Maker’s Mark drew a storm of complaints when the venerable bourbon distiller announced last week it would be diluting its whisky due to anticipated supply shortages, but today it announced it is scrapping the plan “While we thought we were doing what’s right, this is your brand—and you told us in large numbers to change our decision,” the company said in a statement released today. “You spoke. We listened. And we’re sincerely sorry we let you down.” Effective immediately, the company said, it was reversing its decision to lower the alcohol content of Maker’s Mark...
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The Economics of Watering Down Maker's Mark
February 12, 2013
Maker's Mark announced in an email to distributors over the weekend that it's going to be decreasing the alcohol content of its bourbon by 3 percent. ... From 45 percent by volume to 42 percent by volume—but it's still a substantial change. The reason is clear enough. Demand for bourbon is skyrocketing internationally, which is great for U.S. bourbon producers, but which also means they're facing strained supplies. The obvious question is, why would it be better to water down your product rather than simply raising prices?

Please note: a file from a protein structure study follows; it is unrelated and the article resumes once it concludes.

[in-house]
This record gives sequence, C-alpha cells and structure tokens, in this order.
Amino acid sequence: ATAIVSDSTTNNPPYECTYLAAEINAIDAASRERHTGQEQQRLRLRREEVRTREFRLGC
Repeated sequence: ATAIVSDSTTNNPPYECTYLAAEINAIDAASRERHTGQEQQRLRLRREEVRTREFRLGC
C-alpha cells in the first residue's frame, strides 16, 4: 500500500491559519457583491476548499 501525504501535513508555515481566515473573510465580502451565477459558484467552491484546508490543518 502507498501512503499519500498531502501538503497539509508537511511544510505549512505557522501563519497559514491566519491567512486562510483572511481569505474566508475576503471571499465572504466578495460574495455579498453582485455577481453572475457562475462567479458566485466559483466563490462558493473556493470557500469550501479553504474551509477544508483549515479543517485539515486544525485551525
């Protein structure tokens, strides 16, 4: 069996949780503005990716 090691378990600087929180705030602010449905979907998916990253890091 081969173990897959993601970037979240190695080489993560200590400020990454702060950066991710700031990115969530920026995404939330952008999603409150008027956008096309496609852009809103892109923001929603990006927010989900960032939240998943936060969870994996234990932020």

Using Content Marketing to Control the Conversation
November 19, 2012
From Today @ Target Marketing
Robert Rose cited several great examples of what not to do: There was Airbnb's disastrous attempt to squelch a blogger who had a bad experience with the apartment rental service and Pampers' refusal to budge on an outmodeled test marketing scheme that upset a host of mommy bloggers. Both of these companies, Rose said, "let the story write them." It's why companies should invest in people who can monitor social conversations around a brand and craft fast, effective responses to negative publicity.